2012 NBA Playoffs: Should 76ers Want to See Bulls or Heat in the Playoffs?

Alec NathanFeatured ColumnistApril 11, 2012

CHICAGO, IL - DECEMBER 21: Andre Iguodala #9 of the Philadelphia 76ers tries to move against Loul Deng #9 of the Chicago Bulls at the United Center on December 21, 2010 in Chicago, Illinois. The Bulls defeated the 76ers 121-76. NOTE TO USER: User expressly acknowledges and agrees that, by downloading and/or using this photograph, User is consenting to the terms and conditions of the Getty Images License Agreement. (Photo by Jonathan Daniel/Getty Images)
Jonathan Daniel/Getty Images

As the NBA's regular season begins to wind down, one thing is clear. The 76ers are not the team we thought they were just a few short months ago. With the division title all but out of reach due to the Celtics' recent surge, another postseason as the seventh or eighth seed looks inevitable at this juncture.

With the Chicago Bulls and Miami Heat sitting comfortably atop the Eastern Conference, it's clear that a postseason birth for the 76ers would mean another matchup with an Eastern Conference powerhouse.

Although a matchup with either the Bulls or the Heat spells almost certain doom, there is a clear answer to who the Sixers would rather face in the first round of the NBA playoffs.

This season, the Sixers are 1-2 against Chicago and 0-4 against last year's postseason opponent, Miami. In fact, as Zach Lowe of Sports Illustrated points out, "The Sixers have lost 11 of 12 against the Heat since LeBron James and Chris Bosh signed with Miami, and they would figure to have a much better shot at making a first-round series against Chicago mildly competitive."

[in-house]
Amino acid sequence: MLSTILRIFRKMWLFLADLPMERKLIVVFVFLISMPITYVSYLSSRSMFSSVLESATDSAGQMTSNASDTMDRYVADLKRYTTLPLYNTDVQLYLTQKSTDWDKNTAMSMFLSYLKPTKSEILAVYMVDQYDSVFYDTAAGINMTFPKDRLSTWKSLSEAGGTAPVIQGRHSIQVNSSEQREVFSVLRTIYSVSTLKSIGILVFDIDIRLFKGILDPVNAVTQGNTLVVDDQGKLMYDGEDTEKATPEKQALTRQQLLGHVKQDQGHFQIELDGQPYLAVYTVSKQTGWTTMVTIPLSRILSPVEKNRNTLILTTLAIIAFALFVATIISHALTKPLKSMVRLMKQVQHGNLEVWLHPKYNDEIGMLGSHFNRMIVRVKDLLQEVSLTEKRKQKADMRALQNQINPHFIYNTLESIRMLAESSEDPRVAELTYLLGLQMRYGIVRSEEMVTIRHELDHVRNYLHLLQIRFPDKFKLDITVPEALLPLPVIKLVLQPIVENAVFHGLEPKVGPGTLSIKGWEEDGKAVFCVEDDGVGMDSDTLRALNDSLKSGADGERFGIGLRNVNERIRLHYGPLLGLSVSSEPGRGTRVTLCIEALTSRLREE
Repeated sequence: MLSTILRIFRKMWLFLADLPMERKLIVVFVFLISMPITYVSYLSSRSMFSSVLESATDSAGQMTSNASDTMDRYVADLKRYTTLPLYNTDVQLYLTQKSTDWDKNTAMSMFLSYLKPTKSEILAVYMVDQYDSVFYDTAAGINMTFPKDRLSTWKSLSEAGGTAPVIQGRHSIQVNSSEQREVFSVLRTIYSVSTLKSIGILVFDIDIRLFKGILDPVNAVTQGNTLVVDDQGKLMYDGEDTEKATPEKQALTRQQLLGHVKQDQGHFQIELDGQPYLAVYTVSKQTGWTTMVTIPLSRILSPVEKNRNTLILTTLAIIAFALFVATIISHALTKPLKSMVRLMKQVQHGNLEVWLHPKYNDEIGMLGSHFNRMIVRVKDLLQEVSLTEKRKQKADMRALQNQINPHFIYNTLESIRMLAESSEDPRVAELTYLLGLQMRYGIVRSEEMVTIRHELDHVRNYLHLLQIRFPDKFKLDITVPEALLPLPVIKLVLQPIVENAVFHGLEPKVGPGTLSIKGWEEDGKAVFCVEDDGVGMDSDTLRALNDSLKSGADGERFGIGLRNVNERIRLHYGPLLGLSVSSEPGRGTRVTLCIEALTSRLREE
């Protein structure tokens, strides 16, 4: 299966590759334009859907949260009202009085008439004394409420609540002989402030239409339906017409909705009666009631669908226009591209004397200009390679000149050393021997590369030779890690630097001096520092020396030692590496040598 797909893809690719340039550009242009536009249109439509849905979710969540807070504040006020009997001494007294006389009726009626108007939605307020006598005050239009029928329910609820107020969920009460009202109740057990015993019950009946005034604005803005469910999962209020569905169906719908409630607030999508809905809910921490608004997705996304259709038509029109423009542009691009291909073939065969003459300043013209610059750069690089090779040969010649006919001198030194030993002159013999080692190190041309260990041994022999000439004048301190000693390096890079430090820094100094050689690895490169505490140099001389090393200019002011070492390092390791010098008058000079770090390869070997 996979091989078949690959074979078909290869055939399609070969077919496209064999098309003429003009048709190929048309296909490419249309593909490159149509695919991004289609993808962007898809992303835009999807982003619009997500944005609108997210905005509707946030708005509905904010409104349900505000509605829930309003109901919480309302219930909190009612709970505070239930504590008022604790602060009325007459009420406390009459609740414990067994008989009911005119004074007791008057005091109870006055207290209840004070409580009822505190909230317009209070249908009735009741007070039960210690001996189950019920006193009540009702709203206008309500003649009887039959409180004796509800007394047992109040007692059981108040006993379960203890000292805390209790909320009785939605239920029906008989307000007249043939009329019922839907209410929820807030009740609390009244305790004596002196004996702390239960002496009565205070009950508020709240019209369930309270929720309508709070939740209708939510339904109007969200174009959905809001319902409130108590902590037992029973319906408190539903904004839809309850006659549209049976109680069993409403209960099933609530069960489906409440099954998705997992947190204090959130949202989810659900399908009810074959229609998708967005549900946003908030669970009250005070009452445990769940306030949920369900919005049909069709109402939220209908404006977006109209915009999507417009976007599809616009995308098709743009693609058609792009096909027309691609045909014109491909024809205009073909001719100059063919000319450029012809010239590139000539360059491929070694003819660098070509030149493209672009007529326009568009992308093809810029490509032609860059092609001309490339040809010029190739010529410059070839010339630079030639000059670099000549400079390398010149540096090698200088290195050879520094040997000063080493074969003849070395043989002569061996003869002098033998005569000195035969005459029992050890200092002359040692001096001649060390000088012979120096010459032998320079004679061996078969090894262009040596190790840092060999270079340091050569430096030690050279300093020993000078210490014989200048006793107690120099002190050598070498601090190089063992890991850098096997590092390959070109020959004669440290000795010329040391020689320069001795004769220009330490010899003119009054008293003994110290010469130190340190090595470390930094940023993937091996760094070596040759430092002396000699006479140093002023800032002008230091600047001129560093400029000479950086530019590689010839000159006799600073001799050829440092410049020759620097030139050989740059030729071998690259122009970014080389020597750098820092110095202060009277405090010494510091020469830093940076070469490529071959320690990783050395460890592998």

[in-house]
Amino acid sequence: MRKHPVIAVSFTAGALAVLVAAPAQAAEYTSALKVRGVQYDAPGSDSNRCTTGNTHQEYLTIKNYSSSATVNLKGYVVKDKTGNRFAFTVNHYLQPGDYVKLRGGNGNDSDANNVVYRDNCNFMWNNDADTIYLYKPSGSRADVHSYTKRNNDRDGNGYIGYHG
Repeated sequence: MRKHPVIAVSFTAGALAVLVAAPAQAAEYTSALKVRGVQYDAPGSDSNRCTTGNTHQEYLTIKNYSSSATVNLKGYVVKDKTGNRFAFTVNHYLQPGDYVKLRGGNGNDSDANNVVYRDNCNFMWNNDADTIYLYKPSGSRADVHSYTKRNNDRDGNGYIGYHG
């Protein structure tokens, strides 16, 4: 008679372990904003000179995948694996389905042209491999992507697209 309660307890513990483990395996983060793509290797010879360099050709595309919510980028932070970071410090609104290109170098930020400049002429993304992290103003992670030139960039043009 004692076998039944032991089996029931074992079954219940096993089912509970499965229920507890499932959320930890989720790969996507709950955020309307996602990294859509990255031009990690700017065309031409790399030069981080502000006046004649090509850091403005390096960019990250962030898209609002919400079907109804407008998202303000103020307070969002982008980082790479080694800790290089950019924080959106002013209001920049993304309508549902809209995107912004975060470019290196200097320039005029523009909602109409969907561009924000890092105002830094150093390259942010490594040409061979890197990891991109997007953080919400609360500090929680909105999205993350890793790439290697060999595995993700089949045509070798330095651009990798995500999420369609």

The Sixers' struggles against the Heat are well documented. While the lack of star power in Philadelphia is a key contributor to their failures against the Heat, Miami is also one of the few teams in the NBA who play better team defense than the Sixers.

While the Bulls are known as a stingy defensive squad themselves (they rank second in the NBA in opponents points per game), the Sixers have found them a more favorable matchup over the past few seasons, with the only mismatches coming at the point guard and center positions.

Derrick Rose and Joakim Noah have great advantages against Jrue Holiday and Spencer Hawes respectively, but aside from those two there are few positions where the Sixers fail to match up.

Andre Iguodala and Luol Deng are certainly worthy adversaries, and while Carlos Boozer may have a few years on Elton Brand, Brand is not shy when going up against more athletic power forwards.

While the Bulls' depth may be their strongest attribute, it's also the Sixers'. Both teams possess deep benches that can score the basketball (just look at Lou Williams and C.J. Watson) and man up on defense.

Aside from clear personnel gaps, what makes the Sixers an inferior team compared to Chicago and Miami is there lack of consistency.

Throughout this season the Sixers have shown a propensity to come up small in the clutch, possessing no go-to scorer on their roster. While it's unlikely, the Sixers must find a way to catch fire on offense if they have any hope of advancing out of the first round.

Although Lou Williams has shown flashes at times, the Sixers have lacked any semblance of consistent scoring, and it's what prevents them from being a team that strikes fear into their opponents night after night.

With a dreaded series against Chicago or Miami on the horizon, it appears that the Bulls would be a more favorable matchup in the end.

While favorable may mean extending a series to five games instead of a clean sweep, it will have to do with the way this season has come to a close for the 76ers.